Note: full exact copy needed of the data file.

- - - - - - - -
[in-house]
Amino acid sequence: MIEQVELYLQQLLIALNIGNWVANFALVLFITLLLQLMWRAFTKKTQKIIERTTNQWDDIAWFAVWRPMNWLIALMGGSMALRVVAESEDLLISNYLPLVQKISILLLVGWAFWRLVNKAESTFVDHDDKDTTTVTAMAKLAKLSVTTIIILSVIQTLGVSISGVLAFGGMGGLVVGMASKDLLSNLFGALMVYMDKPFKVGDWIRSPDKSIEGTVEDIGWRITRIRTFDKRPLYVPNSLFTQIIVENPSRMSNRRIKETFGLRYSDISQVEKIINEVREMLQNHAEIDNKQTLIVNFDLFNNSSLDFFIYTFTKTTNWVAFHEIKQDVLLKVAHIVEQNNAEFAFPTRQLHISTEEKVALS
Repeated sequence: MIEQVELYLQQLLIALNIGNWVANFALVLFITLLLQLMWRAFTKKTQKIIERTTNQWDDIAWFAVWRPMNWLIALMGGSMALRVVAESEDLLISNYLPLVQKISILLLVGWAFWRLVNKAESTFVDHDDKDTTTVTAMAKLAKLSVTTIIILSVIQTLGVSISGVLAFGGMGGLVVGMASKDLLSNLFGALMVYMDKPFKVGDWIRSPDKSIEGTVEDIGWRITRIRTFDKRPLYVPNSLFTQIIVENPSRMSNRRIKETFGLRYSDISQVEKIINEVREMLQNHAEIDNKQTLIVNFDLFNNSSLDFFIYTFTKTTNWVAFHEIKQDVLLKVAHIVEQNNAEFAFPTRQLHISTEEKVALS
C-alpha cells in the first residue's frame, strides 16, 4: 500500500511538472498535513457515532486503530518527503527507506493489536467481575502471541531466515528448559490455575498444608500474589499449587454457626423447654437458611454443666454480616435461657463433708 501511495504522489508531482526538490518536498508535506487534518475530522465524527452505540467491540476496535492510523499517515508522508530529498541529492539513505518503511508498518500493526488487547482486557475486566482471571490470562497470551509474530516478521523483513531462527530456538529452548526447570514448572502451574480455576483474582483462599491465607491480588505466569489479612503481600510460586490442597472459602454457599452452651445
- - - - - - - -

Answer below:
[in-house]
Amino acid sequence: MIEQVELYLQQLLIALNIGNWVANFALVLFITLLLQLMWRAFTKKTQKIIERTTNQWDDIAWFAVWRPMNWLIALMGGSMALRVVAESEDLLISNYLPLVQKISILLLVGWAFWRLVNKAESTFVDHDDKDTTTVTAMAKLAKLSVTTIIILSVIQTLGVSISGVLAFGGMGGLVVGMASKDLLSNLFGALMVYMDKPFKVGDWIRSPDKSIEGTVEDIGWRITRIRTFDKRPLYVPNSLFTQIIVENPSRMSNRRIKETFGLRYSDISQVEKIINEVREMLQNHAEIDNKQTLIVNFDLFNNSSLDFFIYTFTKTTNWVAFHEIKQDVLLKVAHIVEQNNAEFAFPTRQLHISTEEKVALS
Repeated sequence: MIEQVELYLQQLLIALNIGNWVANFALVLFITLLLQLMWRAFTKKTQKIIERTTNQWDDIAWFAVWRPMNWLIALMGGSMALRVVAESEDLLISNYLPLVQKISILLLVGWAFWRLVNKAESTFVDHDDKDTTTVTAMAKLAKLSVTTIIILSVIQTLGVSISGVLAFGGMGGLVVGMASKDLLSNLFGALMVYMDKPFKVGDWIRSPDKSIEGTVEDIGWRITRIRTFDKRPLYVPNSLFTQIIVENPSRMSNRRIKETFGLRYSDISQVEKIINEVREMLQNHAEIDNKQTLIVNFDLFNNSSLDFFIYTFTKTTNWVAFHEIKQDVLLKVAHIVEQNNAEFAFPTRQLHISTEEKVALS
C-alpha cells in the first residue's frame, strides 16, 4: 500500500511538472498535513457515532486503530518527503527507506493489536467481575502471541531466515528448559490455575498444608500474589499449587454457626423447654437458611454443666454480616435461657463433708 501511495504522489508531482526538490518536498508535506487534518475530522465524527452505540467491540476496535492510523499517515508522508530529498541529492539513505518503511508498518500493526488487547482486557475486566482471571490470562497470551509474530516478521523483513531462527530456538529452548526447570514448572502451574480455576483474582483462599491465607491480588505466569489479612503481600510460586490442597472459602454457599452452651445